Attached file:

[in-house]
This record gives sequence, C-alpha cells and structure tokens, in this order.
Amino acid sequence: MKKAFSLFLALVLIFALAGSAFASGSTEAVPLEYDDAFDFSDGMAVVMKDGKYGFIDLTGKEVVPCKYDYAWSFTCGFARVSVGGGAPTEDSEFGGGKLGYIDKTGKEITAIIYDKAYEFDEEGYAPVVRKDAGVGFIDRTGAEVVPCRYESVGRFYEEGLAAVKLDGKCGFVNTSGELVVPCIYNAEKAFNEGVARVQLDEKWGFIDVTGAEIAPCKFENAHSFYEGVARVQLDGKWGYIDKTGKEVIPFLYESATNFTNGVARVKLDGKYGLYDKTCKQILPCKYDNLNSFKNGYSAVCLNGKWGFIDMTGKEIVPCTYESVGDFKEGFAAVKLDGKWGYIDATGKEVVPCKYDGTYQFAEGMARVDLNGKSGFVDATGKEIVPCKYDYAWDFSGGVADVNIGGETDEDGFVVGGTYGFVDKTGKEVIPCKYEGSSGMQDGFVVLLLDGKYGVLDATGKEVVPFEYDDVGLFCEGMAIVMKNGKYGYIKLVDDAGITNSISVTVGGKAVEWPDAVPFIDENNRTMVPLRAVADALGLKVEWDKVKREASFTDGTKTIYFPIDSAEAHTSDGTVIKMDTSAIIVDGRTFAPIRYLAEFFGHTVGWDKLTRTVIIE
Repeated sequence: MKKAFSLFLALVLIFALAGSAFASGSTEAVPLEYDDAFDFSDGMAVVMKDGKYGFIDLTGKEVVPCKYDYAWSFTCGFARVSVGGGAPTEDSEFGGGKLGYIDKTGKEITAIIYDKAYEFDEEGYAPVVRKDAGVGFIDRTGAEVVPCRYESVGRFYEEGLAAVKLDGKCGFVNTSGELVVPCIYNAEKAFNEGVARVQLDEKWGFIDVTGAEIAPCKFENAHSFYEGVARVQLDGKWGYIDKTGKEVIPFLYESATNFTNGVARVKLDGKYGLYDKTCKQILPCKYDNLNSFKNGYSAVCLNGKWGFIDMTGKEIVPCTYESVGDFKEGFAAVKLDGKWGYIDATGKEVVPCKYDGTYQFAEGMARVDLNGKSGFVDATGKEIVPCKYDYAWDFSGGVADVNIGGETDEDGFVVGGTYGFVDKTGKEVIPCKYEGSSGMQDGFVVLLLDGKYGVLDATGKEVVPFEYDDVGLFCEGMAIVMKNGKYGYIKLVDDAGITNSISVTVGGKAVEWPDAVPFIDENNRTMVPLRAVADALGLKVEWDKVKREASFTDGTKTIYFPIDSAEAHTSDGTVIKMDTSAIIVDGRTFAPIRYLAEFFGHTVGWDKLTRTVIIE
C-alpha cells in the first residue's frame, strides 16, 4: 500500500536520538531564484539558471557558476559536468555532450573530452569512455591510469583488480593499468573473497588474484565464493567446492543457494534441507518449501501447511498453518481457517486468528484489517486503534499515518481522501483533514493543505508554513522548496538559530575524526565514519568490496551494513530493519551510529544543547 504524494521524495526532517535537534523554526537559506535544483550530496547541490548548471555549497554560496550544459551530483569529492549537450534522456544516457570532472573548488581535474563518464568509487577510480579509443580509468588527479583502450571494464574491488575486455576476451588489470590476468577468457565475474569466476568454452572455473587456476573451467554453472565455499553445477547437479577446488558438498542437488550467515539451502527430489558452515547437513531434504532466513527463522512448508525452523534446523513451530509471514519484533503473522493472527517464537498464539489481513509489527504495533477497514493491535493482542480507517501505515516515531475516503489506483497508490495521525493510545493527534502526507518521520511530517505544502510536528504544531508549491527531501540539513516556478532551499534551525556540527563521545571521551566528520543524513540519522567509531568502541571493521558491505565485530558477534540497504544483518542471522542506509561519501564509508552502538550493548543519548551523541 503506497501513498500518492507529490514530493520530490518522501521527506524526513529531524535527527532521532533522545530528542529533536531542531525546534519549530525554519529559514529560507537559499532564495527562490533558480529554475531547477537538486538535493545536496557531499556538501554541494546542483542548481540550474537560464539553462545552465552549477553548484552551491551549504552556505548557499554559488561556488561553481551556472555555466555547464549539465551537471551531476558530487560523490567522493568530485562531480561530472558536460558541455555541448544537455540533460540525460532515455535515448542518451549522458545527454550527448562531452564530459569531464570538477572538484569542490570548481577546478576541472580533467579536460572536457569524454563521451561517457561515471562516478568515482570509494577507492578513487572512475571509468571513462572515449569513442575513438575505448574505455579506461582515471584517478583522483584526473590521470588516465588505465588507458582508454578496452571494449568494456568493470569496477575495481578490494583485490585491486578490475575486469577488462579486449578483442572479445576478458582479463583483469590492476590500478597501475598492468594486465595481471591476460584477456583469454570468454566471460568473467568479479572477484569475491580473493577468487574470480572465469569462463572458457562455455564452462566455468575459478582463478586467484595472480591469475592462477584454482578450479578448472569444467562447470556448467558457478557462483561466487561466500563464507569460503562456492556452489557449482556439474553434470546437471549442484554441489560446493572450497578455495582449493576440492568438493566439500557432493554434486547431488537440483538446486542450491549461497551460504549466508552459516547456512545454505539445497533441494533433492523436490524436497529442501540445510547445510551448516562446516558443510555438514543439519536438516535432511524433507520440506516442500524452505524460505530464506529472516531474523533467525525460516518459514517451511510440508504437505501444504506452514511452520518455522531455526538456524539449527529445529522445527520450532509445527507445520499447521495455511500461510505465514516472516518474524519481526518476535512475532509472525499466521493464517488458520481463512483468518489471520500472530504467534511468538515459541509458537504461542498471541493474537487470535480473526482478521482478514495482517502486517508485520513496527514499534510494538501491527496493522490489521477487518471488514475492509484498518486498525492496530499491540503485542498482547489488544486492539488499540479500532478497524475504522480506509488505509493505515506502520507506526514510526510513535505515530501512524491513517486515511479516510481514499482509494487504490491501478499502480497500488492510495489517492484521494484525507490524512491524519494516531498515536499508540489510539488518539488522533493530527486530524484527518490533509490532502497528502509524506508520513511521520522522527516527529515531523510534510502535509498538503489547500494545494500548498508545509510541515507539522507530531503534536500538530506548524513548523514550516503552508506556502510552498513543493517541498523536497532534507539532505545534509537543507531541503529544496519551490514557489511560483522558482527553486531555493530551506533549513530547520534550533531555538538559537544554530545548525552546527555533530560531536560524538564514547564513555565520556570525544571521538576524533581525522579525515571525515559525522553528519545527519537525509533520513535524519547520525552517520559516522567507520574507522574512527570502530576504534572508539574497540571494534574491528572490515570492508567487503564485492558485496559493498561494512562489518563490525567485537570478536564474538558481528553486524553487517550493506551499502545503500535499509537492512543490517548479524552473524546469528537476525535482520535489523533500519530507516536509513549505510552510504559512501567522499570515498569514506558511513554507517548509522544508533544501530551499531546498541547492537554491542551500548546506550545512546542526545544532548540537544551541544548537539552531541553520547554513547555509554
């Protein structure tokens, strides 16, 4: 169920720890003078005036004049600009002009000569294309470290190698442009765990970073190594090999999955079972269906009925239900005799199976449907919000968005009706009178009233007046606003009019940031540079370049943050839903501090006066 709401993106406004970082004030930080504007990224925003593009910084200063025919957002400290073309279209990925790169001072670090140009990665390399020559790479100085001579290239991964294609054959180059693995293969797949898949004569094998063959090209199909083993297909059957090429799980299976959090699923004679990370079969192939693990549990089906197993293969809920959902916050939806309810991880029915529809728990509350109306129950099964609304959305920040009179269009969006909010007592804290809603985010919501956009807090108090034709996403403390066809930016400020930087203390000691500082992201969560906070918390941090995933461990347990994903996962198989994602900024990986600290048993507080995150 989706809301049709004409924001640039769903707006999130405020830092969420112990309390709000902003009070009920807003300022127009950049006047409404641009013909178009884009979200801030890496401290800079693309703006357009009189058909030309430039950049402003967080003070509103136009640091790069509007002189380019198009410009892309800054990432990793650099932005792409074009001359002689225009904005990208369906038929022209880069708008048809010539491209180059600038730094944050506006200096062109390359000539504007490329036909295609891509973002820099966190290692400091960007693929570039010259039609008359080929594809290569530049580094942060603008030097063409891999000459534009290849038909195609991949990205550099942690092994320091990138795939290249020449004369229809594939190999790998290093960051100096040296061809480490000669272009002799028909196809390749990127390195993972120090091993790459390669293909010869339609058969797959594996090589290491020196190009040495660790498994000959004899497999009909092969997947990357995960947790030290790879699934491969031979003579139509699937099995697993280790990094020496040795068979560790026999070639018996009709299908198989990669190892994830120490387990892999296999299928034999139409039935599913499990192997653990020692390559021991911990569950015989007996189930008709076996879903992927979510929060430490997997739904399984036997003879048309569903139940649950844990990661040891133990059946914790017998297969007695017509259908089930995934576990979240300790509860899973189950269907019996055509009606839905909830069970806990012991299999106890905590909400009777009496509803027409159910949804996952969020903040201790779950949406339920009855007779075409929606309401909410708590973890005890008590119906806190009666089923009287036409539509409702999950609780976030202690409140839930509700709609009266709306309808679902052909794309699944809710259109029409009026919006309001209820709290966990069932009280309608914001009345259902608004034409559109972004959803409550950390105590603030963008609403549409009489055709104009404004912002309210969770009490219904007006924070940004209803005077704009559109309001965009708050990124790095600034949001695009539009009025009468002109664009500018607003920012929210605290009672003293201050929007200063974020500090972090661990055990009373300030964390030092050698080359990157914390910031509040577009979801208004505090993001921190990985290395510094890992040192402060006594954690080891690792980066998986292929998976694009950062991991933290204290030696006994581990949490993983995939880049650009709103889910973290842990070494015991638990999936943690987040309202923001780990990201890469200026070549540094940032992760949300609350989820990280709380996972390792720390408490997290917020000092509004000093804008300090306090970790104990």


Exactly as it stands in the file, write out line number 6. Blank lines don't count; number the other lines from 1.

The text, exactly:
């Protein structure tokens, strides 16, 4: 169920720890003078005036004049600009002009000569294309470290190698442009765990970073190594090999999955079972269906009925239900005799199976449907919000968005009706009178009233007046606003009019940031540079370049943050839903501090006066 709401993106406004970082004030930080504007990224925003593009910084200063025919957002400290073309279209990925790169001072670090140009990665390399020559790479100085001579290239991964294609054959180059693995293969797949898949004569094998063959090209199909083993297909059957090429799980299976959090699923004679990370079969192939693990549990089906197993293969809920959902916050939806309810991880029915529809728990509350109306129950099964609304959305920040009179269009969006909010007592804290809603985010919501956009807090108090034709996403403390066809930016400020930087203390000691500082992201969560906070918390941090995933461990347990994903996962198989994602900024990986600290048993507080995150 989706809301049709004409924001640039769903707006999130405020830092969420112990309390709000902003009070009920807003300022127009950049006047409404641009013909178009884009979200801030890496401290800079693309703006357009009189058909030309430039950049402003967080003070509103136009640091790069509007002189380019198009410009892309800054990432990793650099932005792409074009001359002689225009904005990208369906038929022209880069708008048809010539491209180059600038730094944050506006200096062109390359000539504007490329036909295609891509973002820099966190290692400091960007693929570039010259039609008359080929594809290569530049580094942060603008030097063409891999000459534009290849038909195609991949990205550099942690092994320091990138795939290249020449004369229809594939190999790998290093960051100096040296061809480490000669272009002799028909196809390749990127390195993972120090091993790459390669293909010869339609058969797959594996090589290491020196190009040495660790498994000959004899497999009909092969997947990357995960947790030290790879699934491969031979003579139509699937099995697993280790990094020496040795068979560790026999070639018996009709299908198989990669190892994830120490387990892999296999299928034999139409039935599913499990192997653990020692390559021991911990569950015989007996189930008709076996879903992927979510929060430490997997739904399984036997003879048309569903139940649950844990990661040891133990059946914790017998297969007695017509259908089930995934576990979240300790509860899973189950269907019996055509009606839905909830069970806990012991299999106890905590909400009777009496509803027409159910949804996952969020903040201790779950949406339920009855007779075409929606309401909410708590973890005890008590119906806190009666089923009287036409539509409702999950609780976030202690409140839930509700709609009266709306309808679902052909794309699944809710259109029409009026919006309001209820709290966990069932009280309608914001009345259902608004034409559109972004959803409550950390105590603030963008609403549409009489055709104009404004912002309210969770009490219904007006924070940004209803005077704009559109309001965009708050990124790095600034949001695009539009009025009468002109664009500018607003920012929210605290009672003293201050929007200063974020500090972090661990055990009373300030964390030092050698080359990157914390910031509040577009979801208004505090993001921190990985290395510094890992040192402060006594954690080891690792980066998986292929998976694009950062991991933290204290030696006994581990949490993983995939880049650009709103889910973290842990070494015991638990999936943690987040309202923001780990990201890469200026070549540094940032992760949300609350989820990280709380996972390792720390408490997290917020000092509004000093804008300090306090970790104990």